So now the EPF is set to take over RHB.
The first question that comes to mind is, isn’t the EPF biting off more than it can chew? What does it know about managing a bank – or even supervising the management of a bank?
It already has plenty on its plate just managing its own funds – or rather, the public funds of EPF contributors – and ensuring that Malaysians get a decent rate of return on their pension savings.
If the EPF is so confident about managing a bank, perhaps it can tell us how and why it ended up holding a stake in a banking group which is now saddled with RM3.6 billion in debt.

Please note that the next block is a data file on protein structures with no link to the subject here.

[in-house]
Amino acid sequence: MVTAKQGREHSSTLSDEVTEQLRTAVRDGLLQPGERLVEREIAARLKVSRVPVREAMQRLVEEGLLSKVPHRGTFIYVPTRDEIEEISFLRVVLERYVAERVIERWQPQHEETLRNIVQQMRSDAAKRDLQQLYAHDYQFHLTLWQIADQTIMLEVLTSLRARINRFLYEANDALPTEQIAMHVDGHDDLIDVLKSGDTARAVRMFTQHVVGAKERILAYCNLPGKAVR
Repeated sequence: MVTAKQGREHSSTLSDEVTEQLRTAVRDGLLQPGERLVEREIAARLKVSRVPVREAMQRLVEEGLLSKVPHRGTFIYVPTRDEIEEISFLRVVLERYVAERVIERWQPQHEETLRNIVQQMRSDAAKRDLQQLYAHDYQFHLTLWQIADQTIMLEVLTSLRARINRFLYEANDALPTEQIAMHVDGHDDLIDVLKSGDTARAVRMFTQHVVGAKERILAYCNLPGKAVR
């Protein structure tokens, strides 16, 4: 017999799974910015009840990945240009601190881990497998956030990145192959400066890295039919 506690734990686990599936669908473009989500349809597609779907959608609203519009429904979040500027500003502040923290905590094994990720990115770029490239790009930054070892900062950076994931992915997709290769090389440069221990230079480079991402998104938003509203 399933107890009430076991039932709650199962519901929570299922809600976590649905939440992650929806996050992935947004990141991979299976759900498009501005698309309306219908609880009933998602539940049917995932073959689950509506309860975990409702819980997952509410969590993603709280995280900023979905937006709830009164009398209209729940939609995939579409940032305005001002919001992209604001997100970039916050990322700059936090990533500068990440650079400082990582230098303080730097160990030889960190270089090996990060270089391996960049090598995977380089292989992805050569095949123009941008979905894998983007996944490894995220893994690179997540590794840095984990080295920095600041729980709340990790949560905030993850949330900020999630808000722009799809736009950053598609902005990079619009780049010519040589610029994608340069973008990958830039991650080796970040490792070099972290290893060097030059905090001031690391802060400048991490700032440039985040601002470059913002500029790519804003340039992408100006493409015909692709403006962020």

That’s not all. I say, watch your EPF money closely. The EPF could also end up financing infrastructure projects under the so-called Private Finance Initiatives, which will finance RM20 billion worth of projects under the Ninth Malaysia Plan. I say “so-called” because the money is reportedly expected to come from the EPF, which manages public funds, your money – not private money.
This is the piece I wrote for Asia Times Online last October:
PENANG – Malaysia is poised to experiment with the next phase of its privatization process through the initiation of so-called private finance initiatives (PFIs). But the Malaysian version of the internationally recognized investment vehicles will be unique in that it will be the public rather than the private sector that takes the risks. Full article: Malaysia’s new-fangled privatisation fudge